Responding to stress in farm communities throughout Michigan

Michigan State University Extension helps to end the stigma surrounding mental health with workshops to help participants practice mindfulness to reduce stress.

October 1, 2017 - Author: Maddie Curley

A farming family walks along a pathway on their property.

In 2016, the Centers for Disease Control and Prevention reported that 90 out of every 100,000 farmers commit suicide, six times higher than the national rate of suicide. To help respond to the needs of Michigan farmers and their families, Michigan State University Extension developed the Communicating With Farmers Under Stress workshop. It was designed for people who work with agricultural producers and farm families to help them learn more about managing stress and communicating with those in need. It highlights existing resources and programs including MSU Extension’s Stress Less With Mindfulness that introduces participants to the experience and practice of mindfulness to reduce stress.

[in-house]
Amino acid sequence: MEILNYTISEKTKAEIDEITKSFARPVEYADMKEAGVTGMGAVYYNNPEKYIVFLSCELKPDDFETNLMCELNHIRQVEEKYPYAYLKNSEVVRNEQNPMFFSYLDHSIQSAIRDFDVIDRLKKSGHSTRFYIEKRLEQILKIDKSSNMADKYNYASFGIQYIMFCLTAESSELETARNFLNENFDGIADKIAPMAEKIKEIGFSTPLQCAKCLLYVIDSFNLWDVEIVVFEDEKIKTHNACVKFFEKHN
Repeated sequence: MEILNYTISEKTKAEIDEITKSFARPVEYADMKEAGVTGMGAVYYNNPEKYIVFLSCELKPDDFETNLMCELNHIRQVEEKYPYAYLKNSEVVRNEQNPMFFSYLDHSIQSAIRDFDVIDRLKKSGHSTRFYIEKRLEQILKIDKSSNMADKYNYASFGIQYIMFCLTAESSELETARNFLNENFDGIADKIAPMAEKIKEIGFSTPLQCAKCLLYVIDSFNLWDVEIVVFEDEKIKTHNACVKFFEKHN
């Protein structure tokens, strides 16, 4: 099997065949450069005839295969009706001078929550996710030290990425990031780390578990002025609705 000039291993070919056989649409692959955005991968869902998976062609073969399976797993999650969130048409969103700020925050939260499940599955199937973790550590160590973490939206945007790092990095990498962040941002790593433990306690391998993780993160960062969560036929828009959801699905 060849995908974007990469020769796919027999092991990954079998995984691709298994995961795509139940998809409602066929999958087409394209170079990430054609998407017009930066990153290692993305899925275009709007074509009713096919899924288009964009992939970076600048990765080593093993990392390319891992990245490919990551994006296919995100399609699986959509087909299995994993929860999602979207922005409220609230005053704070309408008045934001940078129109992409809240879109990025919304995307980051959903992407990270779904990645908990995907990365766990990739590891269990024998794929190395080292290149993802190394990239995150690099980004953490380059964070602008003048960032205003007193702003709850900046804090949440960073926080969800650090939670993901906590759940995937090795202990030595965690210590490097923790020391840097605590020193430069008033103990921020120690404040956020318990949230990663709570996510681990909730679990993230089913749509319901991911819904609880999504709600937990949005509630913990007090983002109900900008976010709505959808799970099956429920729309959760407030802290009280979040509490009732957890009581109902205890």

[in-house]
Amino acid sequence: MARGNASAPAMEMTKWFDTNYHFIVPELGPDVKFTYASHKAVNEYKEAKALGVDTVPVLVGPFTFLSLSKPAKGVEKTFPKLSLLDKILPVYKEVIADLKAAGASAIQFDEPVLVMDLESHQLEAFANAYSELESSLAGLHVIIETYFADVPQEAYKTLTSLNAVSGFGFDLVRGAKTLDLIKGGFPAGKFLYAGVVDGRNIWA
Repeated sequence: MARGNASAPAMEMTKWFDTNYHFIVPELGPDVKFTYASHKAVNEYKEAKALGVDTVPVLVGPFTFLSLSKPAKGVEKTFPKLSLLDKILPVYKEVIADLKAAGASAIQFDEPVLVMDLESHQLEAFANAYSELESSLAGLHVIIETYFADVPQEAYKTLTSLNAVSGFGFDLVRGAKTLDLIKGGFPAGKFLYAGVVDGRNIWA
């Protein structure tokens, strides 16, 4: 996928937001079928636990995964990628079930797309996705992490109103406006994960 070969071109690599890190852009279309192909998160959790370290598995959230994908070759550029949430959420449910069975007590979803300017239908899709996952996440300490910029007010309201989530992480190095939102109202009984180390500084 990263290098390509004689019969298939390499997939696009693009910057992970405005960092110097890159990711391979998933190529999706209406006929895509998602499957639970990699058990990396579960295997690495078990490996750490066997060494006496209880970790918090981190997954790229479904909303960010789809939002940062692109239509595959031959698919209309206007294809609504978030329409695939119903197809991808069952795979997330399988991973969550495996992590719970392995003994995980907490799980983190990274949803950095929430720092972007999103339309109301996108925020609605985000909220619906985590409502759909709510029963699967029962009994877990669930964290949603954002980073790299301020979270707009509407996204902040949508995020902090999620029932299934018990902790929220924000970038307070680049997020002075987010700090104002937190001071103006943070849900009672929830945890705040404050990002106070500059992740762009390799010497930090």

In 2016, MSU Extension social-emotional programs reached over 5,000 Michigan residents and since October 2016, 315 industry professionals have attended Communicating With Farmers Under Stress workshops.

  • 97% of workshop participants learned where to send people for help in the community, and of those, over 50% said their awareness of community resources greatly increased.
  • 92% of workshop participants now recognize warning signs of depression, suicide and mental illness.
  • 97% of Stress Less With Mindfulness participants now use mindful breathing to calm themselves in the face of stress and would recommend the educational series to someone else.

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